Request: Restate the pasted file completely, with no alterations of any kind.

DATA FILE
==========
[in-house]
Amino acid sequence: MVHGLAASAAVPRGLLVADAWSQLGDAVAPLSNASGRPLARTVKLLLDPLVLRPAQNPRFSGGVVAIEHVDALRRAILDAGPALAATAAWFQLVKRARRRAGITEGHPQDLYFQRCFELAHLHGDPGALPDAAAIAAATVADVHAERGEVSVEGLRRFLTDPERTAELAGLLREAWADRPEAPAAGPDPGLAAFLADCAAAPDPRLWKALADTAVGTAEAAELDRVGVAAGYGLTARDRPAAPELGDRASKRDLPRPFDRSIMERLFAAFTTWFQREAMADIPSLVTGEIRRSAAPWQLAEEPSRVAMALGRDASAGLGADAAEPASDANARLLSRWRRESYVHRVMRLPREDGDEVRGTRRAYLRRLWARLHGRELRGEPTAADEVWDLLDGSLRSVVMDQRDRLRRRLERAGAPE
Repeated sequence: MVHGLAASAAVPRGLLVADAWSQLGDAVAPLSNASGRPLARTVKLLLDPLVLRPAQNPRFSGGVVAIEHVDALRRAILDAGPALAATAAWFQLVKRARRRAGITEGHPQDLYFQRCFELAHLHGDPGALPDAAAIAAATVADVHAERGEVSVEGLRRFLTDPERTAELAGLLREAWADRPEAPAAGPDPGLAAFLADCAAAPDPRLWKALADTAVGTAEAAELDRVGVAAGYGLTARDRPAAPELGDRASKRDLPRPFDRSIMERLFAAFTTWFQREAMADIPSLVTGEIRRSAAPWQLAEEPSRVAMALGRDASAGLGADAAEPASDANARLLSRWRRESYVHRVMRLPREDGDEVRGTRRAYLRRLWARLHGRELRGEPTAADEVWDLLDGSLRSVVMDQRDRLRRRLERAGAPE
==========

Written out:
[in-house]
Amino acid sequence: MVHGLAASAAVPRGLLVADAWSQLGDAVAPLSNASGRPLARTVKLLLDPLVLRPAQNPRFSGGVVAIEHVDALRRAILDAGPALAATAAWFQLVKRARRRAGITEGHPQDLYFQRCFELAHLHGDPGALPDAAAIAAATVADVHAERGEVSVEGLRRFLTDPERTAELAGLLREAWADRPEAPAAGPDPGLAAFLADCAAAPDPRLWKALADTAVGTAEAAELDRVGVAAGYGLTARDRPAAPELGDRASKRDLPRPFDRSIMERLFAAFTTWFQREAMADIPSLVTGEIRRSAAPWQLAEEPSRVAMALGRDASAGLGADAAEPASDANARLLSRWRRESYVHRVMRLPREDGDEVRGTRRAYLRRLWARLHGRELRGEPTAADEVWDLLDGSLRSVVMDQRDRLRRRLERAGAPE
Repeated sequence: MVHGLAASAAVPRGLLVADAWSQLGDAVAPLSNASGRPLARTVKLLLDPLVLRPAQNPRFSGGVVAIEHVDALRRAILDAGPALAATAAWFQLVKRARRRAGITEGHPQDLYFQRCFELAHLHGDPGALPDAAAIAAATVADVHAERGEVSVEGLRRFLTDPERTAELAGLLREAWADRPEAPAAGPDPGLAAFLADCAAAPDPRLWKALADTAVGTAEAAELDRVGVAAGYGLTARDRPAAPELGDRASKRDLPRPFDRSIMERLFAAFTTWFQREAMADIPSLVTGEIRRSAAPWQLAEEPSRVAMALGRDASAGLGADAAEPASDANARLLSRWRRESYVHRVMRLPREDGDEVRGTRRAYLRRLWARLHGRELRGEPTAADEVWDLLDGSLRSVVMDQRDRLRRRLERAGAPE